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No schools will be closed to solve the San Diego Unified budget crisis, the school board voted today.

The decision follows months of debate, the recommendations of an appointed committee, and the resurrection of the ideas by staffers, who proposed closing a different set of schools than the committee had chosen and later reopening the buildings as small high schools or school district offices. 

“It is extremely irresponsible to go to families and communities just before the last week of school and say, ‘Your school is not going to exist anymore,’” said school board member John Lee Evans, who introduced the motion to forgo closing schools next year. He added, “This kneejerk closing schools is definitely not the solution.”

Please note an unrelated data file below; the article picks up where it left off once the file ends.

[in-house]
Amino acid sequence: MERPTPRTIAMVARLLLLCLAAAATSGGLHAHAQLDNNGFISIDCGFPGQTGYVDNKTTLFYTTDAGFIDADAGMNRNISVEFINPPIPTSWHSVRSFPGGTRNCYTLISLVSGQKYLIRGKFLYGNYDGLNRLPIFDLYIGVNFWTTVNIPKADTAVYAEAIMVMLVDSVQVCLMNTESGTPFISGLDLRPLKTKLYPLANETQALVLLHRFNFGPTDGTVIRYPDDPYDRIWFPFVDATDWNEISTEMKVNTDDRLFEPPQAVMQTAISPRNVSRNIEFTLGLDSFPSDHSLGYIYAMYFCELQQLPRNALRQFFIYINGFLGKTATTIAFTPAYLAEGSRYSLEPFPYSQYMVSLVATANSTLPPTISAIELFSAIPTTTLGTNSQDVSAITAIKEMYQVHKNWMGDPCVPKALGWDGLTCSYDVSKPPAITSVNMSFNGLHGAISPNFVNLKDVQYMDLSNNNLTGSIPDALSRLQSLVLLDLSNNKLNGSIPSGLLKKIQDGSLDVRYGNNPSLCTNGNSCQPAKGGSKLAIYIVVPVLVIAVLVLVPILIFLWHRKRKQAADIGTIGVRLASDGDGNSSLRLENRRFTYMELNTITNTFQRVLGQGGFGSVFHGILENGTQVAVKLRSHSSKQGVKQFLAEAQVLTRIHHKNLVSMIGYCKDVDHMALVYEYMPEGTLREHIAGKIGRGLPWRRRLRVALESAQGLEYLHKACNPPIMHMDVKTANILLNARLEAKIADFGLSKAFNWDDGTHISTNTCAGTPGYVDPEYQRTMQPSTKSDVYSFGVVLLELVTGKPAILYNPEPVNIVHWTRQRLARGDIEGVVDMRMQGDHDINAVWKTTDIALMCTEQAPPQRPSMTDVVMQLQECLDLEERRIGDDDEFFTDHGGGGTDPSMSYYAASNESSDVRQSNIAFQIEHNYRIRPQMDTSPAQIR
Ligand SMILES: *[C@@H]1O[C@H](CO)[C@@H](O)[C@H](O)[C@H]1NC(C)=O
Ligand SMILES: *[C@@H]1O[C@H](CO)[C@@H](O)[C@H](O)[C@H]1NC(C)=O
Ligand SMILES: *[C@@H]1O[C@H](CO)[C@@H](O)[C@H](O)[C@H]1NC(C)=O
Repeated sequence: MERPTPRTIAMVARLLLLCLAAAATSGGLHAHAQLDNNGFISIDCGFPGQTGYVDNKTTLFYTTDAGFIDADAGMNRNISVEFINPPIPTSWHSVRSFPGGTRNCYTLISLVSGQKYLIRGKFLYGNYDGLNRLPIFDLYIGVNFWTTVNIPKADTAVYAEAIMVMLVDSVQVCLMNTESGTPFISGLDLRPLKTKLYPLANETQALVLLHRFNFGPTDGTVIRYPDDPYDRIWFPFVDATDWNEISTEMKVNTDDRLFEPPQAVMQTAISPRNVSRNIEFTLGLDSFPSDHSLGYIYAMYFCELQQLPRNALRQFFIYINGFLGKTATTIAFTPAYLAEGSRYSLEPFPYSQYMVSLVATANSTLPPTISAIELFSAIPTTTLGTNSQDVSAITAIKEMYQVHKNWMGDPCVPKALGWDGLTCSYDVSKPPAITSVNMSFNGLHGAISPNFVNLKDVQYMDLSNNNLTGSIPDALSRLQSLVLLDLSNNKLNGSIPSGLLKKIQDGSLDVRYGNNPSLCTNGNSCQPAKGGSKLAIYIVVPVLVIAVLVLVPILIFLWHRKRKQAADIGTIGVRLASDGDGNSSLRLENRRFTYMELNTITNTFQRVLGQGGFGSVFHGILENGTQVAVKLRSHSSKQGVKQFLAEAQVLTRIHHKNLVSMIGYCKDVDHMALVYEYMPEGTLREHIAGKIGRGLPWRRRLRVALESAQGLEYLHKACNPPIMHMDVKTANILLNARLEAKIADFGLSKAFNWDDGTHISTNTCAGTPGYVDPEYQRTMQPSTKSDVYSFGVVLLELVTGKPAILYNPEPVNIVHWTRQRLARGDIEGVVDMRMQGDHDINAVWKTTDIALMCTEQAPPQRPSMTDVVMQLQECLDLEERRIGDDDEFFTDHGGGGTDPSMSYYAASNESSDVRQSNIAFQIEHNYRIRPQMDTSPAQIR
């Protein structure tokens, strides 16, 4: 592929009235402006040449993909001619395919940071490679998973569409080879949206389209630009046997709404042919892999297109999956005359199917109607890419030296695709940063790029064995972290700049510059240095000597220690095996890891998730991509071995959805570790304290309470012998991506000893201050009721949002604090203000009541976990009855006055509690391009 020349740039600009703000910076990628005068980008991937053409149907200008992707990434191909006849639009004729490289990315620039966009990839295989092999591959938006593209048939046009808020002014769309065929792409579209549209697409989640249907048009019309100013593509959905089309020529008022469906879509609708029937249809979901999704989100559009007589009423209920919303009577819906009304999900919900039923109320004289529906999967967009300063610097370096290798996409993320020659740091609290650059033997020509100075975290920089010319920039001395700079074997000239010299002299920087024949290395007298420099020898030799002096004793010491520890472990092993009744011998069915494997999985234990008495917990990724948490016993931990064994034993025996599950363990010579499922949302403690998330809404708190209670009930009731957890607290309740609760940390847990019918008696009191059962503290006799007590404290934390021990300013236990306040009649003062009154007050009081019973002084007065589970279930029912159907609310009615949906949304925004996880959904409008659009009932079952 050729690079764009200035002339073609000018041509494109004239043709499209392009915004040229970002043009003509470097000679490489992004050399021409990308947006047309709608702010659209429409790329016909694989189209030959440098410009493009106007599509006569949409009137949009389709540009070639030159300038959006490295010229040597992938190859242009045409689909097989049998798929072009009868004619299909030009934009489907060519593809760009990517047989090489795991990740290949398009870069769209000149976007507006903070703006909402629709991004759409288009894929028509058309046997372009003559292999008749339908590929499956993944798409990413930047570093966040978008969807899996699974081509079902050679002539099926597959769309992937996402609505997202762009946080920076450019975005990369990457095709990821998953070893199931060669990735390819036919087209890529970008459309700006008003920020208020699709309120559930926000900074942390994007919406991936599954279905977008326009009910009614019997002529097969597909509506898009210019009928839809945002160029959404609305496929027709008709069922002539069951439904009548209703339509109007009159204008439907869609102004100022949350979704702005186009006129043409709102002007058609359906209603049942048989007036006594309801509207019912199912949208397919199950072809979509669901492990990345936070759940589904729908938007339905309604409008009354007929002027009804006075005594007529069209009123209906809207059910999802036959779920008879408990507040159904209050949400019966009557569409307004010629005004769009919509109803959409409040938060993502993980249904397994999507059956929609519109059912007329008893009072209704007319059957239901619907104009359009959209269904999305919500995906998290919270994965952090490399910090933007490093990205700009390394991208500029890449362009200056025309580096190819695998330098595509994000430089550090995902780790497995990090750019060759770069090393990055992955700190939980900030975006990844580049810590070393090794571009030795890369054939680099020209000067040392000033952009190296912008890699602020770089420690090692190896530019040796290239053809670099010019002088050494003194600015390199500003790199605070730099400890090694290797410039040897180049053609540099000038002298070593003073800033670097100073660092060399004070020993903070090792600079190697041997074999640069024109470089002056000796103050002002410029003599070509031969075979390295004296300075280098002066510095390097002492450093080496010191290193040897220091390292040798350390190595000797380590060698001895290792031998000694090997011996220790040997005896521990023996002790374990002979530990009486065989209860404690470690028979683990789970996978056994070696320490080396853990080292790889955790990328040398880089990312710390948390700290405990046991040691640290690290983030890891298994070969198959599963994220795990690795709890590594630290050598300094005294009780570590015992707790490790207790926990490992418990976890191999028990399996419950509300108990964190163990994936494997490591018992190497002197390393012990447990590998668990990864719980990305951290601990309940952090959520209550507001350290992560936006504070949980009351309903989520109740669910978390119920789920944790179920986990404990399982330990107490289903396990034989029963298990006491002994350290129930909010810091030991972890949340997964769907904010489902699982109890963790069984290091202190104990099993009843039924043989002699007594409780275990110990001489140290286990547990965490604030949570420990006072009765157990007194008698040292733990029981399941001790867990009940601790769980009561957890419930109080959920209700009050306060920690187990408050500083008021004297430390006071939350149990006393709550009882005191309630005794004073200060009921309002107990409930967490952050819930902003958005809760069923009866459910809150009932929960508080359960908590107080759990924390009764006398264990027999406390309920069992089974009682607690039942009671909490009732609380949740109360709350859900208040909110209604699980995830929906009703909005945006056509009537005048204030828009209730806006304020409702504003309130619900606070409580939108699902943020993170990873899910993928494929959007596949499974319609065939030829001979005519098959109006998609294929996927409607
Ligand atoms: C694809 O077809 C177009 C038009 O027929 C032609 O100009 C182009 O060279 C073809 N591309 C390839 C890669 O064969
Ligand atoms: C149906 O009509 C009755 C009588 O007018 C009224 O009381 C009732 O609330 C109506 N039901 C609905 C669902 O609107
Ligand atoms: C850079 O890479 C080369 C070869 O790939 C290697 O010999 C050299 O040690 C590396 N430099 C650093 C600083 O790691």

Parents and teachers had vocally protested the idea of closing schools, noting that San Diego Unified had failed to follow its existing policies for school closures, which would take more than a year of public input and discussion. Closing six elementary schools where enrollment had lagged was estimated to save nearly $2.7 million for the district, which now faces a $106 million deficit. It is believed to save money because students and teachers are reassigned to neighboring schools but a principal and facilities costs can be cut.

Evans and the board members also voted to ask staff to immediately begin discussing options to raise enrollment at the targeted schools, develop a long-term plan for school closures, and to amend the existing policy, possibly to allow school closures to go forward with a shorter period of public input and discussion.


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